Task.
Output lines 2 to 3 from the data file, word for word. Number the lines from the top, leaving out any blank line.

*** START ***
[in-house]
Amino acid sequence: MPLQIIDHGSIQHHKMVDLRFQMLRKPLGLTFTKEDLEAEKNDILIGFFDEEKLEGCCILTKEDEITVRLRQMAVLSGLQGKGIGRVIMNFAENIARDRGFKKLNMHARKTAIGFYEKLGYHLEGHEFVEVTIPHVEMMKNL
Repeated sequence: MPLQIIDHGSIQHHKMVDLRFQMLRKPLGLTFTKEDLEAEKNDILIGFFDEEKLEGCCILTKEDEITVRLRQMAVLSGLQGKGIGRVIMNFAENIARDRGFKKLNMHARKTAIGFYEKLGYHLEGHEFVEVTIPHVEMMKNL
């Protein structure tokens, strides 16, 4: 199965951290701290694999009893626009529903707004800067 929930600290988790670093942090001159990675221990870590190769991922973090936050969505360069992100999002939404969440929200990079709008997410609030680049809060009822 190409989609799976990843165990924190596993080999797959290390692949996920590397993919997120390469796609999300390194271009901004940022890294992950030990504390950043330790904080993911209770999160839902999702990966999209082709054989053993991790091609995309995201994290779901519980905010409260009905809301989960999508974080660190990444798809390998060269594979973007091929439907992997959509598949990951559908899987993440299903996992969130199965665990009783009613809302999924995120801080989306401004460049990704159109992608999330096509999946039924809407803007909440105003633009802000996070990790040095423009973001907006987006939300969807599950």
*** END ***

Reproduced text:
Amino acid sequence: MPLQIIDHGSIQHHKMVDLRFQMLRKPLGLTFTKEDLEAEKNDILIGFFDEEKLEGCCILTKEDEITVRLRQMAVLSGLQGKGIGRVIMNFAENIARDRGFKKLNMHARKTAIGFYEKLGYHLEGHEFVEVTIPHVEMMKNL
Repeated sequence: MPLQIIDHGSIQHHKMVDLRFQMLRKPLGLTFTKEDLEAEKNDILIGFFDEEKLEGCCILTKEDEITVRLRQMAVLSGLQGKGIGRVIMNFAENIARDRGFKKLNMHARKTAIGFYEKLGYHLEGHEFVEVTIPHVEMMKNL